We don’t know anything about the non-epileptic mother of the trans man as the trans men did not participate in the follow-up interviews.
However, among the people the authors interviewed, cross-gender behavior was not related to parental psychiatric problems, family problems during childhood, or socioeconomic status. This should not be surprising – cross-gender behaviors are not a problem. They are also not the same thing as gender dysphoria.
Which leaves us where we started: it is possible that something about the mothers or their genes affected the children who developed gender dysphoria.
The study provides some other evidence about exposure to the medications and psychosexual development. The authors interviewed 147 people in depth and looked at other possible traits that might have been influenced if the prenatal hormones were abnormal. This group did not include the two trans men, but it did include the trans woman and the three people with some symptoms of gender dysphoria.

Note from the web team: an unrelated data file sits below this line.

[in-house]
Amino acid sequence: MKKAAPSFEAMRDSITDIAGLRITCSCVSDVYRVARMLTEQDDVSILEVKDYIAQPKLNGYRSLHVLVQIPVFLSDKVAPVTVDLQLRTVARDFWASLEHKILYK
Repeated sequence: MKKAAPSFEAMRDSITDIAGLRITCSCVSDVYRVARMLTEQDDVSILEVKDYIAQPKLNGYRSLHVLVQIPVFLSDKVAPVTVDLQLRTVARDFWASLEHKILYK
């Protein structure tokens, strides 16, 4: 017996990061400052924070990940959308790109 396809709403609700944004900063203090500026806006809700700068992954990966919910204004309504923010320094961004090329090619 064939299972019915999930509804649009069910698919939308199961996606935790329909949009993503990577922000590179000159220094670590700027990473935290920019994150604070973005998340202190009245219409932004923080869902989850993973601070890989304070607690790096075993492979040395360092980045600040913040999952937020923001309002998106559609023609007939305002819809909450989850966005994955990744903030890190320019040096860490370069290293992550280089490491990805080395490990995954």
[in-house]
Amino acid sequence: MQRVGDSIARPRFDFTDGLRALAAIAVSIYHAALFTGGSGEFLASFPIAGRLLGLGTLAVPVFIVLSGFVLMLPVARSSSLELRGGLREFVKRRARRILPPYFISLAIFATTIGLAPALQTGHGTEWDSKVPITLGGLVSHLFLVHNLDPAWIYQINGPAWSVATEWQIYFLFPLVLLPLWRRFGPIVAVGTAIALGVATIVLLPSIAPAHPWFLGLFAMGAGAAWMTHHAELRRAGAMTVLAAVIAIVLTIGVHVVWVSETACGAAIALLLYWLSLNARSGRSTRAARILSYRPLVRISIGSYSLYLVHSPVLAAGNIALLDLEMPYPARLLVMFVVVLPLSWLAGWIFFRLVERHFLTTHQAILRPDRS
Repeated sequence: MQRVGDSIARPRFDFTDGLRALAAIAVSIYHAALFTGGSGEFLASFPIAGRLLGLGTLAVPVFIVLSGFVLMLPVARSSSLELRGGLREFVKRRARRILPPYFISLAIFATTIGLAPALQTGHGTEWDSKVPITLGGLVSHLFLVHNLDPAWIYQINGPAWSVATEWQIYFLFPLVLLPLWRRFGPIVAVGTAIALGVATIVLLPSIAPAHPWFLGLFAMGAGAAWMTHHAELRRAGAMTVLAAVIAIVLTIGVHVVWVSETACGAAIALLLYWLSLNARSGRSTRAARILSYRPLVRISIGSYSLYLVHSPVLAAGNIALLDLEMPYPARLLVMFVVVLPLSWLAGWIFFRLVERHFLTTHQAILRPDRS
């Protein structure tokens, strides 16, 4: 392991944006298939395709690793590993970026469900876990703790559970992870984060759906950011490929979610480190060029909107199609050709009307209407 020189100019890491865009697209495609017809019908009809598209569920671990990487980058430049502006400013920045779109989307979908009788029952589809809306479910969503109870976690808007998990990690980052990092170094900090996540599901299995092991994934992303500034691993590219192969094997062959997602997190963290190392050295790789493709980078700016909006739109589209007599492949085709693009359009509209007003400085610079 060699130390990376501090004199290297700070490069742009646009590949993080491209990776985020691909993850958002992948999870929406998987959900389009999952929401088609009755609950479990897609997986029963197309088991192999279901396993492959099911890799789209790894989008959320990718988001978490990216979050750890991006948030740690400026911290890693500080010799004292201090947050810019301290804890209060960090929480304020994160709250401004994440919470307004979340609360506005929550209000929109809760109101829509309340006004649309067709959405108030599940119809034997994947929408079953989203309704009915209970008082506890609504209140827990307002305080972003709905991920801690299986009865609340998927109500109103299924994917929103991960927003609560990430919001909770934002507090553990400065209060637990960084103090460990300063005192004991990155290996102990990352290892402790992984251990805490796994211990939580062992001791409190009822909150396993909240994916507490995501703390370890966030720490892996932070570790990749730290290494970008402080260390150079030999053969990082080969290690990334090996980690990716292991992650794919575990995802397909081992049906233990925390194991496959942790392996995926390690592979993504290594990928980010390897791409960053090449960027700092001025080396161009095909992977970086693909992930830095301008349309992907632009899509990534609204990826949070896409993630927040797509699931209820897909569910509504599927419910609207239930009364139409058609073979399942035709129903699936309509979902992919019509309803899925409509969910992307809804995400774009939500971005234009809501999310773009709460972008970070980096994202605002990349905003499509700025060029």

They did not find statistically significant differences between the people exposed to anti-convulsants and the controls in gender role behavior in childhood or adulthood, sexual orientation,** physical development during puberty, feelings about puberty, adult satisfaction with secondary sex characteristics, or experience of their first sexual activities.
In general, the overall psychosexual development of people exposed to the anti-convulsants prenatally was not different from the people who were not exposed.
They did find, however, that there were more people in the group exposed to anti-convulsants who had high cross-gender behavior scores than in the control group. In other words, the group averages were comparable, but there were more people who were very gender non-conforming in the group that had been exposed to anti-convulsants.